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oohh my aching head

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  • oohh my aching head

    my head is spinning this week with my sons therapy.

    My son's pragmatics are blatantly off ...the therapists are really making this an issue and asking what I do or have tried to help him come into awareness more of this. They know this is part of his AS but they seem to want to "fix it." We have talked about him just not being wired to do these skills. The get that, I think, but they still seem to want to fix it.

    They are constant with him in requesting him "say please- say thank you- talk quieter -you are asking rudely..."

    It seems as though he has a mental block in this area as when I do try to address this with him he shuts down.

    It does not matter how much prompting I do before we go somewhere/see someone, it is all lost in a matter of minutes when we step foot into the new environment.

    Or he gets one "Hi how are you.." and then goes right into his interest at the time or in the case of therapy "what are we going to do today (very loudly) "can we do this?" " I wanna do this!"

    Never reciprocal conversation ever or even hearing the answer to hi how are you.

    I am at a loss as to what to do to help this situation.
    I talk talk talk and model model model so much that my 4 year old has it down to a T. She gets more out of our social studies than my son.

    I love my son and this is just who he is. I am hoping it will get better as he gets older.

  • #2
    I think it will get better as he gets older. My husband (very, very likely Aspergic) told me that once he hit high school he was able to talk more socially. Of course if it is about politics or computers he'll go on and on.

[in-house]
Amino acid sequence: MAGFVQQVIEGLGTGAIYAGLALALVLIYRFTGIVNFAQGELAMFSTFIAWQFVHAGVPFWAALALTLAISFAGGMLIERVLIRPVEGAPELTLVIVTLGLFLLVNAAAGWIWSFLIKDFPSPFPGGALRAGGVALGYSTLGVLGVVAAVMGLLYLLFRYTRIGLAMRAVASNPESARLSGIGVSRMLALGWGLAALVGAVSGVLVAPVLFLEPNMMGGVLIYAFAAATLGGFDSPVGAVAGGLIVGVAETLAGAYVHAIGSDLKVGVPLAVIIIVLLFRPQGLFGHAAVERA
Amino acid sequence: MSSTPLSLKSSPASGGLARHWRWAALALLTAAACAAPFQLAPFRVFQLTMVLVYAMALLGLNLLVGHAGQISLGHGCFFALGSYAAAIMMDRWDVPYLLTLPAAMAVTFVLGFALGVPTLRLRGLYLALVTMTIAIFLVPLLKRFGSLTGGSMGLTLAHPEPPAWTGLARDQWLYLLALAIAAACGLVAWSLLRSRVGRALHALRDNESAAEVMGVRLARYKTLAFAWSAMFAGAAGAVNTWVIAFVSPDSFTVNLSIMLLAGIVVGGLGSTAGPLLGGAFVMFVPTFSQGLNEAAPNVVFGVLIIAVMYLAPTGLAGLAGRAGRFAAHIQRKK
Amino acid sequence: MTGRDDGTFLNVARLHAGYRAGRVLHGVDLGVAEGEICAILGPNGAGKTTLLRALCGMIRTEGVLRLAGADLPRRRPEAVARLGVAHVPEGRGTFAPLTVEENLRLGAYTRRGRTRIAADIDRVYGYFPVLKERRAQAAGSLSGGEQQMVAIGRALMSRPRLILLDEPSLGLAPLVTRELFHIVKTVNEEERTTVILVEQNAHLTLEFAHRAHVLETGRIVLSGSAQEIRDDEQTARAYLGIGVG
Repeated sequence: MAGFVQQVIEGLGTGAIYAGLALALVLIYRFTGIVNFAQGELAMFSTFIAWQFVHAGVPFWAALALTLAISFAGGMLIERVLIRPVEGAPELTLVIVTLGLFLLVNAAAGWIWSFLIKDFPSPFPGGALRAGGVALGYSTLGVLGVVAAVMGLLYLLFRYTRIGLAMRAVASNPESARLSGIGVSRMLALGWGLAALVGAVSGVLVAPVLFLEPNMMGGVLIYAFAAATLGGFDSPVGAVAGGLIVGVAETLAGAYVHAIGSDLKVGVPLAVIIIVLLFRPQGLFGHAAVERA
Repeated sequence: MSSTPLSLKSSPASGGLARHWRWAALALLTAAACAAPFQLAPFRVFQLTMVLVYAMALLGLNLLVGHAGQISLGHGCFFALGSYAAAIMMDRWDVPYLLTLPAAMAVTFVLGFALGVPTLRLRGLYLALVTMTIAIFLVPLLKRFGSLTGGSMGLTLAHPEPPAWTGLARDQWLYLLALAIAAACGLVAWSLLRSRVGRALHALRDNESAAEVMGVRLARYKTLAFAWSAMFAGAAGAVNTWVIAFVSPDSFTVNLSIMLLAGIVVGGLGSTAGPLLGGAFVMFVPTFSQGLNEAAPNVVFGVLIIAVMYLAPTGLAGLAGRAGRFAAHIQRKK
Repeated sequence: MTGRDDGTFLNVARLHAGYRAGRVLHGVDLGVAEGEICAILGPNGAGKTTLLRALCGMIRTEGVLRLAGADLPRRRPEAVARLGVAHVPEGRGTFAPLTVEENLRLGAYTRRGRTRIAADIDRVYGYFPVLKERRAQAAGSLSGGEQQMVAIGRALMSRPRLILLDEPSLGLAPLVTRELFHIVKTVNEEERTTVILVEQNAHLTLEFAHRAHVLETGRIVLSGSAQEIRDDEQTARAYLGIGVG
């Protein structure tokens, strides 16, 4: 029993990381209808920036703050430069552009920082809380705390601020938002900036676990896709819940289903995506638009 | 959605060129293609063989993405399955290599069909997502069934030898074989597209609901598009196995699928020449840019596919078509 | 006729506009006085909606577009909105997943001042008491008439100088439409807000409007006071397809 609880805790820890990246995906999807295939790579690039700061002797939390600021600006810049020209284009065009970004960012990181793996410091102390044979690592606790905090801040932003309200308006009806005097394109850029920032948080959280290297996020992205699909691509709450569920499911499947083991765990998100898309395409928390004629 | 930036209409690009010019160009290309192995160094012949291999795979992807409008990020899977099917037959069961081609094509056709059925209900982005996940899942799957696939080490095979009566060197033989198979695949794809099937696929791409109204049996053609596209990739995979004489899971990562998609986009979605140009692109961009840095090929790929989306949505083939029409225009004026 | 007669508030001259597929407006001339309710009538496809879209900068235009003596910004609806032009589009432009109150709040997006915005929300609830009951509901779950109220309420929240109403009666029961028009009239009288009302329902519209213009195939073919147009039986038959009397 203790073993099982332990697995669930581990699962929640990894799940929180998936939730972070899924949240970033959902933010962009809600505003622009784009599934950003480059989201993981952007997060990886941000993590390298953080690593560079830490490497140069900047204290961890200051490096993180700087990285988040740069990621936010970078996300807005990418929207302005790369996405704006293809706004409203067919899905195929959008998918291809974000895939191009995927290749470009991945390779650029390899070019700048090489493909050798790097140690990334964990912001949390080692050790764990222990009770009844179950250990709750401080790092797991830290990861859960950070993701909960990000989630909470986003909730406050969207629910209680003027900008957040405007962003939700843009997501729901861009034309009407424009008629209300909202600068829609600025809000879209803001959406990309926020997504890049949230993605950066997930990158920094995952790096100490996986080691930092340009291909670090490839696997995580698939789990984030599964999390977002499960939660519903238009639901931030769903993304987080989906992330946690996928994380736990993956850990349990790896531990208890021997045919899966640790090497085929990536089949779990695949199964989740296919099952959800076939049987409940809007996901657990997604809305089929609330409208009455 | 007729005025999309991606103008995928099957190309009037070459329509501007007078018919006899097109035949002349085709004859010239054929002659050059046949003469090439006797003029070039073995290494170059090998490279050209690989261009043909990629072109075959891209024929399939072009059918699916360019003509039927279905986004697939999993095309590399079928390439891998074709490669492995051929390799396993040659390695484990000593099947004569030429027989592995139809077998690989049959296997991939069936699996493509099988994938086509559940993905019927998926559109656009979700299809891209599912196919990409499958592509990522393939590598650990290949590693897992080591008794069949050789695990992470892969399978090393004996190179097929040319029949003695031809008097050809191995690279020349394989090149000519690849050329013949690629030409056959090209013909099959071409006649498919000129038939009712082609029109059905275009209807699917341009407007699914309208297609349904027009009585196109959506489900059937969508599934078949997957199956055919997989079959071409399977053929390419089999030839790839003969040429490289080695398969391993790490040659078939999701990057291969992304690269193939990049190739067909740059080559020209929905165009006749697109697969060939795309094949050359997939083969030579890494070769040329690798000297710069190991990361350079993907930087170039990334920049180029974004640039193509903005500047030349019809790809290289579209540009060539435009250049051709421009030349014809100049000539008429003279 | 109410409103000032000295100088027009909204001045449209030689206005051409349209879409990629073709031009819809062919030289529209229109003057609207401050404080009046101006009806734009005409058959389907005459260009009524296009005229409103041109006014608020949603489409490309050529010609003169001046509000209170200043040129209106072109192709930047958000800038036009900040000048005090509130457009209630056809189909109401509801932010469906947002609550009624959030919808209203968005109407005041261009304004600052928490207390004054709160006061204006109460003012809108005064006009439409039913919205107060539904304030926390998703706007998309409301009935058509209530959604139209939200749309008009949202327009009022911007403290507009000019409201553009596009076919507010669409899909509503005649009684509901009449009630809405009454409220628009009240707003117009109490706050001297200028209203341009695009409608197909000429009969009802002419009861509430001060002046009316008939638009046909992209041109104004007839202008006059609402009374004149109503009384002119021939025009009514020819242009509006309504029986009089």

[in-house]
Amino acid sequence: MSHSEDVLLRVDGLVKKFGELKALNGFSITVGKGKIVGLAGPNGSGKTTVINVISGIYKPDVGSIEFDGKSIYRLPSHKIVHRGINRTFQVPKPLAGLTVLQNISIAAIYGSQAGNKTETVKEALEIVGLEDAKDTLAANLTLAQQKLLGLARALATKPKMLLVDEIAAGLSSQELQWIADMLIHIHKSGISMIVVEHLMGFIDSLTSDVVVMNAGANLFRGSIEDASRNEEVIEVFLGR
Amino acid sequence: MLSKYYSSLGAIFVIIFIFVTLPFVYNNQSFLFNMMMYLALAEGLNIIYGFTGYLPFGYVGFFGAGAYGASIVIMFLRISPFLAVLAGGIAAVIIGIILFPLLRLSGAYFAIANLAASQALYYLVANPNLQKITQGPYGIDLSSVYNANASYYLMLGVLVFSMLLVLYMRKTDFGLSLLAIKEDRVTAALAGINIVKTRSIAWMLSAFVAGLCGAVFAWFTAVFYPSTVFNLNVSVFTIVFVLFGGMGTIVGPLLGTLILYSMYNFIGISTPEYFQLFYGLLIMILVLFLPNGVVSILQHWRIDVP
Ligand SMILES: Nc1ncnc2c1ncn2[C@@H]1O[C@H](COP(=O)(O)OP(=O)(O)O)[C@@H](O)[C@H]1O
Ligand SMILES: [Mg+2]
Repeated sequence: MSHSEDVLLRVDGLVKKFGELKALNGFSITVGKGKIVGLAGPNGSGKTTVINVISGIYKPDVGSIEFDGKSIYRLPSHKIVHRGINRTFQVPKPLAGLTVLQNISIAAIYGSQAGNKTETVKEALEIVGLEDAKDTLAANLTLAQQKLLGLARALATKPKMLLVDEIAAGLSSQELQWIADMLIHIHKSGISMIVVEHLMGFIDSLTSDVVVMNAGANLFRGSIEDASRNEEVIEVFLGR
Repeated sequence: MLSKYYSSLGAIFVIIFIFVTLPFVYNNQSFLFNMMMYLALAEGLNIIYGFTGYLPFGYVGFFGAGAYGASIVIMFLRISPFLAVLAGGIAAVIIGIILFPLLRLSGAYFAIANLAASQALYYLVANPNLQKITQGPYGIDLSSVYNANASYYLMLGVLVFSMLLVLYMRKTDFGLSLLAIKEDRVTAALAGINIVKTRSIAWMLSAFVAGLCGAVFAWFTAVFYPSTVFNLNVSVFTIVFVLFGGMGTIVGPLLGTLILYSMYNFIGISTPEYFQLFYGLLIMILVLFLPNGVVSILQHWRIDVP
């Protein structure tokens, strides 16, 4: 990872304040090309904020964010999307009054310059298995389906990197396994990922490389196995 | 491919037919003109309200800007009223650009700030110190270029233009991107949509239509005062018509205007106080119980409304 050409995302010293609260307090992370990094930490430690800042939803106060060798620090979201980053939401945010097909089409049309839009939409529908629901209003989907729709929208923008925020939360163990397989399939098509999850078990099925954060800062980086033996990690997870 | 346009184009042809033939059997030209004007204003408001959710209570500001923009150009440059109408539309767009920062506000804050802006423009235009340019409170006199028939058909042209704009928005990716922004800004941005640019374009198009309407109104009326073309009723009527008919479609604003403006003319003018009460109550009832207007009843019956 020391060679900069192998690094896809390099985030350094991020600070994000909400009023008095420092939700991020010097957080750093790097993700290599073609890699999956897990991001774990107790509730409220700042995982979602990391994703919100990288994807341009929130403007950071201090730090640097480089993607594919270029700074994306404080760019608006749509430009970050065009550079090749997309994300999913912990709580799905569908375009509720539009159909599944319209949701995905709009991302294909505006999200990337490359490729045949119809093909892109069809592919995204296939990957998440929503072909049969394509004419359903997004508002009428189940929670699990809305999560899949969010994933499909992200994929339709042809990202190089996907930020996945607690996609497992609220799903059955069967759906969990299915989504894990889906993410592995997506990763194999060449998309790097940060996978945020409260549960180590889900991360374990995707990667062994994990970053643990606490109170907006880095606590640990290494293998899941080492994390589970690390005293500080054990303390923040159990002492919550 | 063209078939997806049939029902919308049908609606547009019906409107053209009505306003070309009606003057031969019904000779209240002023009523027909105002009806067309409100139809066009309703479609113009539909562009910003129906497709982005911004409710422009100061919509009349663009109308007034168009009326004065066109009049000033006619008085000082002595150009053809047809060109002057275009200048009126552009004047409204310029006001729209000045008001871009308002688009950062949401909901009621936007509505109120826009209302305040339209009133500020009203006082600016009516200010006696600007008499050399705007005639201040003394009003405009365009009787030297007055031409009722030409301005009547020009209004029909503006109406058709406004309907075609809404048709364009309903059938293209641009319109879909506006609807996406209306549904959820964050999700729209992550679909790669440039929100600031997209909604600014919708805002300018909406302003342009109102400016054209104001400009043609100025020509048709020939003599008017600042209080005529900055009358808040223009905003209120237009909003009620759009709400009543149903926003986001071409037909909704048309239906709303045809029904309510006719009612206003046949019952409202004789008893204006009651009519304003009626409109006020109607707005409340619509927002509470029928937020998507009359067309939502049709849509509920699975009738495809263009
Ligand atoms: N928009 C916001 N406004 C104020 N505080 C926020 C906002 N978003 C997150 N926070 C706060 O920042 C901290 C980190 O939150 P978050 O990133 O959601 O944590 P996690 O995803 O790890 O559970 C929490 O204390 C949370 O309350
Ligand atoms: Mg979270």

What are his therapy goals with regards to pragmatics? That may be why the therapists are trying to "fix" it. I know that with Alexander's therapies (play, occupational, etc) that he had a difficult time taking what he learned in therapy and applying it to real world situations. Practice makes perfect though.

    I totally feel you on the shutting down thing - that is Alex. *poof* Once he shuts down I know its over. I'd keep doing what you are doing - just model, model, model. Strike a pose! *wink*

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    • #3
      Originally posted by melissa_h View Post
      What are his therapy goals with regards to pragmatics? That may be why the therapists are trying to "fix" it. I know that with Alexander's therapies (play, occupational, etc) that he had a difficult time taking what he learned in therapy and applying it to real world situations. Practice makes perfect though.
      Those goals were never discussed initially.
      It was just a focus on his vestibular issues and his sensory issues in his mouth.
      But as they have been working (we are on like our 6th week with him at this office) with him and his pragmatics are not there, it is like they now recognize this and want to work on it too..
      I know they are talking amongst each therapist about it, b/c the one day I heard my ST tell the PT that he was very pleasant to work with today as she exchanged him to her after she was done. I think when she turned around and realized I was still sitting there after she said that she was like oops.....

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      • #4
        traci,
        if he is there for OT or PT, then pragmatic use of language should not be a goal. however, speech would be different and you could work w/the therapist to come up w/ simple, measurable goals. i would focus on ONE at a time. for instance, voice volume. only focus on volume pre-, during, and post- therapy. only prompt for volume, don't correct anything else, forget the politeness, everything else. give him all the time he needs to master this skill before you move on to the next.

        also, if you don't require him to say please or thank you, then the therapists shouldn't either. and them just telling him he's being rude gives him no information and will never be corrected. see if they will use NVC, "when you asked me that question, i felt uncomfortable, because that is private to me", etc, etc.

        and, ditto melissa, this will take time! try to pamper yourself along the way

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        • #5
          Hmm, I thought for sure he'd have been in speech if the therapist is concerned about pragmatics. My son refused to say please/thank you and we don't require it (you know the whole sincerity thing hehe) and his OT was fine with it and never required it.

          Ditto Dedra - one goal at a time. I wish my kids cared about voice volume - I'm auditorily defensive and loud noises ruffle my feathers and I have two non-regulated loud kiddos hehe. I think I'm going to borrow their ear muffs for myself!

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